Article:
El Arenal Brown Style Jalisco Terracotta Sculpture of a Man Wearing a Helmet

SKU PF.0560

300 BC to 300 AD


6.75″ (42.5cm) high x 11″ (27.9cm) wide




Western Mexico

Gallery Location



There are many distinct groups within the agglomeration referred to as the Western Mexico Shaft Tomb (WMST) tradition, foremost among them the Jalisco, Nayarit, and Colima. Their relationships are almost totally obscure due to the lack of contextual information. However, it is the artworks that are the most informative. All of the cultures encompassed under the WMST umbrella were in the habit of burying their dead in socially-stratified burial chambers at the base of deep shafts, which were in turn often topped by buildings. Originally believed to be influenced by the Tarascan people, who were contemporaries of the Aztecs, thermoluminescence has pushed back the dates of these groups over 1000 years.

Although the apogee of this tradition was reached in the last centuries of the 1st millennium BC, it has its origins over 1000 years earlier at sites such as Huitzilapa and Teuchitlan, in the Jalisco region. Little is known of the cultures themselves, although preliminary data seems to suggest that they were sedentary agriculturists with social systems not dissimilar to chiefdoms. These cultures are especially interesting to students of Mesoamerican history as they seem to have been to a large extent outside the ebb and flow of more aggressive cultures – such as the Toltecs, Olmecs and Maya – in the same vicinity. Thus insulated from the perils of urbanization, they developed very much in isolation, and it behooves us to learn what we can from what they have left behind.

There are few cultures in the Americas or indeed elsewhere that can match the Jalisco for exuberant skill in the production of figurative ceramics. These wares were usually placed in graves, and do not seem to have performed any practical function, although highly decorated utilitarian vessels are also known. It is possible that they were designed to depict the deceased – they are often very naturalistic – although it is more probable that they constituted, when in groups, a retinue of companions, protectors and servants for the hereafter. Many of the figures represent warriors, judging from their apparel and martial stance. These were probably protectors of the deceased, symbolic of actual people who were buried with the deceased as retainers in more sanguineous Central and Southern American societies. Supernatural and more enigmatic figures are also known, presumably representing aspects of Jalisco cultural heritage (gods, spirits, ancestors, mythological figures etc) that cannot be understood at the present time. However, perhaps the best-known style is that of the maternity figure.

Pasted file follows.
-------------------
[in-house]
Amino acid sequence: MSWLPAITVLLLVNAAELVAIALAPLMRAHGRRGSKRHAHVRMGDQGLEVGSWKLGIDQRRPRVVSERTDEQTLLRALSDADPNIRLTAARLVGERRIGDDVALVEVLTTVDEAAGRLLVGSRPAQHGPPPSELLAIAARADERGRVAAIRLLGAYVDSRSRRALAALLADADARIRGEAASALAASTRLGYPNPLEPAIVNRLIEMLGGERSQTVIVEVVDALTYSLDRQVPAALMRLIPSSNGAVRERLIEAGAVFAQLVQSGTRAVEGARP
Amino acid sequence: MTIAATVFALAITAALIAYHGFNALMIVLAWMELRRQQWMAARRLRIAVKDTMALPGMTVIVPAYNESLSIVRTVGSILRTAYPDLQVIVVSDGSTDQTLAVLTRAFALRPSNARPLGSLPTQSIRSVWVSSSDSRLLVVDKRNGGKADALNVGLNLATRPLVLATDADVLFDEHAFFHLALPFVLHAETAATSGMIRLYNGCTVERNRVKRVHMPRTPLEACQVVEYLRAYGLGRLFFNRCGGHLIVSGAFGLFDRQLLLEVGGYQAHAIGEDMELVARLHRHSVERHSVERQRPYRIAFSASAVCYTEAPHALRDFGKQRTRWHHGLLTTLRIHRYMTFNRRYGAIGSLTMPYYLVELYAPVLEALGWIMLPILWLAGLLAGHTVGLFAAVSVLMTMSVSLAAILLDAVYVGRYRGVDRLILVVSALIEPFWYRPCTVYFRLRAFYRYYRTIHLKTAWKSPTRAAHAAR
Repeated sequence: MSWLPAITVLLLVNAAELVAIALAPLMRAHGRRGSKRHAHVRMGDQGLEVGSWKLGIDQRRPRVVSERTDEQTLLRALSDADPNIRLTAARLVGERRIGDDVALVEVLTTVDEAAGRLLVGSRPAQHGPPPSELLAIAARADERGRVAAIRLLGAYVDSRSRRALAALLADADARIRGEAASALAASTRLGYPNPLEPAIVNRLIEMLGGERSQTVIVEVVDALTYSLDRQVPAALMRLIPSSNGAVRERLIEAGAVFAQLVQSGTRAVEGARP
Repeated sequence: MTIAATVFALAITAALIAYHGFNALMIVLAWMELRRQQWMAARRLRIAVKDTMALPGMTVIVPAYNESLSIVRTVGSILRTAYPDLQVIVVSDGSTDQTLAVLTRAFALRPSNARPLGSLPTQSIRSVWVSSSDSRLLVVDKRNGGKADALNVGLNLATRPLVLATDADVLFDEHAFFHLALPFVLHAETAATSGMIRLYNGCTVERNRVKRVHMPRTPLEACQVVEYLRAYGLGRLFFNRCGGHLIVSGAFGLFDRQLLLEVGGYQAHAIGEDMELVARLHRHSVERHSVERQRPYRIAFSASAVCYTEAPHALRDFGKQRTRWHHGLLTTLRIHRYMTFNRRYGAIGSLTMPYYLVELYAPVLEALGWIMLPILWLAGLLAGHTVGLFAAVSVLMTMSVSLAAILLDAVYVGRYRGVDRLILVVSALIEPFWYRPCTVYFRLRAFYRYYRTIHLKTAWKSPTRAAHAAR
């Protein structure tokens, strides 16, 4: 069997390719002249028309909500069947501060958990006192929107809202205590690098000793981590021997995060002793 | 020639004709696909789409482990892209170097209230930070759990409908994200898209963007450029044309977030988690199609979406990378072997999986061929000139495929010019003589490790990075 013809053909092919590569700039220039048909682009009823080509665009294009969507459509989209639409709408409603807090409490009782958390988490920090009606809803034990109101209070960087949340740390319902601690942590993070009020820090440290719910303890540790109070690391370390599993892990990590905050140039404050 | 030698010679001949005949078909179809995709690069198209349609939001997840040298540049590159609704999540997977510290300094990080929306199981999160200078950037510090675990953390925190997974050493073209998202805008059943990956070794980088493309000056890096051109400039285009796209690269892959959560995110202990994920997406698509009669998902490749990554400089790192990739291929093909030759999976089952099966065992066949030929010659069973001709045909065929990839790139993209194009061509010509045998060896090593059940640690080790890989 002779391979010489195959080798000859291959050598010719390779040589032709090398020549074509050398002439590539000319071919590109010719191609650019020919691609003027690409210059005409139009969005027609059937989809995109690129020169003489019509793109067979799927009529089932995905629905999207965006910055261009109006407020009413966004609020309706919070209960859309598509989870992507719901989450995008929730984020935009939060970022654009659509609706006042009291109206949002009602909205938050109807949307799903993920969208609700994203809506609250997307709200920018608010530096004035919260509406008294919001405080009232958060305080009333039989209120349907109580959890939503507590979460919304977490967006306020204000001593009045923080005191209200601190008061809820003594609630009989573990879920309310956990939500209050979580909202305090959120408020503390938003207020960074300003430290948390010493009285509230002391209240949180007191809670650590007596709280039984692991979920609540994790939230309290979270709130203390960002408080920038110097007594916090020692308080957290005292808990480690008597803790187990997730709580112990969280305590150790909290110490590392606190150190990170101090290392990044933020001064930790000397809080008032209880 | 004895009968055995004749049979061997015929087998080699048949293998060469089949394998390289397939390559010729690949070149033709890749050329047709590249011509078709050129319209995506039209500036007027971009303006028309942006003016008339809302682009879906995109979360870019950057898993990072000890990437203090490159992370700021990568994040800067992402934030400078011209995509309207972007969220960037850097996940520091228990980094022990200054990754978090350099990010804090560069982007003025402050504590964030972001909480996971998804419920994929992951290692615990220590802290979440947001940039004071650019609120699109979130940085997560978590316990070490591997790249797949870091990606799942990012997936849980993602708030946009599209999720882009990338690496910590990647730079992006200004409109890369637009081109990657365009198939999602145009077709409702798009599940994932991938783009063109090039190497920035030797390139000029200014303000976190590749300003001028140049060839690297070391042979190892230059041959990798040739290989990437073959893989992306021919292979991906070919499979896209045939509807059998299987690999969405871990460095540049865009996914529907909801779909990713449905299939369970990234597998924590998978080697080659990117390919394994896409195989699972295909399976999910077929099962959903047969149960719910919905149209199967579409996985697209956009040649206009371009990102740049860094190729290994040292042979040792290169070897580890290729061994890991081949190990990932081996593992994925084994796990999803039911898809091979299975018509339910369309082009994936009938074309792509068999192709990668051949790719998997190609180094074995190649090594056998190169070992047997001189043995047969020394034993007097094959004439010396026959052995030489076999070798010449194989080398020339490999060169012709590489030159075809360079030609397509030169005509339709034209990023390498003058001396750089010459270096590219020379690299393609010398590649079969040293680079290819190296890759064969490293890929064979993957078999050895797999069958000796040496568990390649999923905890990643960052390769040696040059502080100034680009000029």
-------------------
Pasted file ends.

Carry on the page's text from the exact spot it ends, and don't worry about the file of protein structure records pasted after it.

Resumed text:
Wearing a helmet and a short, heavy skirt, this splendid figure still carries traces of bright red paint on the sash that encircles his chest and neck. His stance is confident, even agressive. He is perhaps a warrior, a veteran, used to winning and unafraid of confrontation. His powerful presence would strike fear into his opponents; let us be glad that he is on our side.

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